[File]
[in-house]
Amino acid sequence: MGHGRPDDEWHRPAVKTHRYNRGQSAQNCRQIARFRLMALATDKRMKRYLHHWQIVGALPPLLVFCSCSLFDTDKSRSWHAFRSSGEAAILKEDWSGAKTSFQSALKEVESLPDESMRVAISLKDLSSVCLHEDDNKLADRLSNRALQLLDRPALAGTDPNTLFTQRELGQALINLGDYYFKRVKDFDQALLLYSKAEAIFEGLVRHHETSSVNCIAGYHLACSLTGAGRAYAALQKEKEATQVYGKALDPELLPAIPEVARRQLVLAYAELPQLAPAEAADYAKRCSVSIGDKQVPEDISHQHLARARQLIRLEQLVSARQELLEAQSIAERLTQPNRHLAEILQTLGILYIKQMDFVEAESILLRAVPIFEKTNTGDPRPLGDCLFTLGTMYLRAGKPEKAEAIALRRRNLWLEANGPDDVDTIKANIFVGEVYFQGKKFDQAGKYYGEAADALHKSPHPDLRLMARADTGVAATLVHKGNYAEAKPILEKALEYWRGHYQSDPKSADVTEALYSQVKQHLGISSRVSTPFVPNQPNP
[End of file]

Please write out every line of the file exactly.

[in-house]
Amino acid sequence: MGHGRPDDEWHRPAVKTHRYNRGQSAQNCRQIARFRLMALATDKRMKRYLHHWQIVGALPPLLVFCSCSLFDTDKSRSWHAFRSSGEAAILKEDWSGAKTSFQSALKEVESLPDESMRVAISLKDLSSVCLHEDDNKLADRLSNRALQLLDRPALAGTDPNTLFTQRELGQALINLGDYYFKRVKDFDQALLLYSKAEAIFEGLVRHHETSSVNCIAGYHLACSLTGAGRAYAALQKEKEATQVYGKALDPELLPAIPEVARRQLVLAYAELPQLAPAEAADYAKRCSVSIGDKQVPEDISHQHLARARQLIRLEQLVSARQELLEAQSIAERLTQPNRHLAEILQTLGILYIKQMDFVEAESILLRAVPIFEKTNTGDPRPLGDCLFTLGTMYLRAGKPEKAEAIALRRRNLWLEANGPDDVDTIKANIFVGEVYFQGKKFDQAGKYYGEAADALHKSPHPDLRLMARADTGVAATLVHKGNYAEAKPILEKALEYWRGHYQSDPKSADVTEALYSQVKQHLGISSRVSTPFVPNQPNP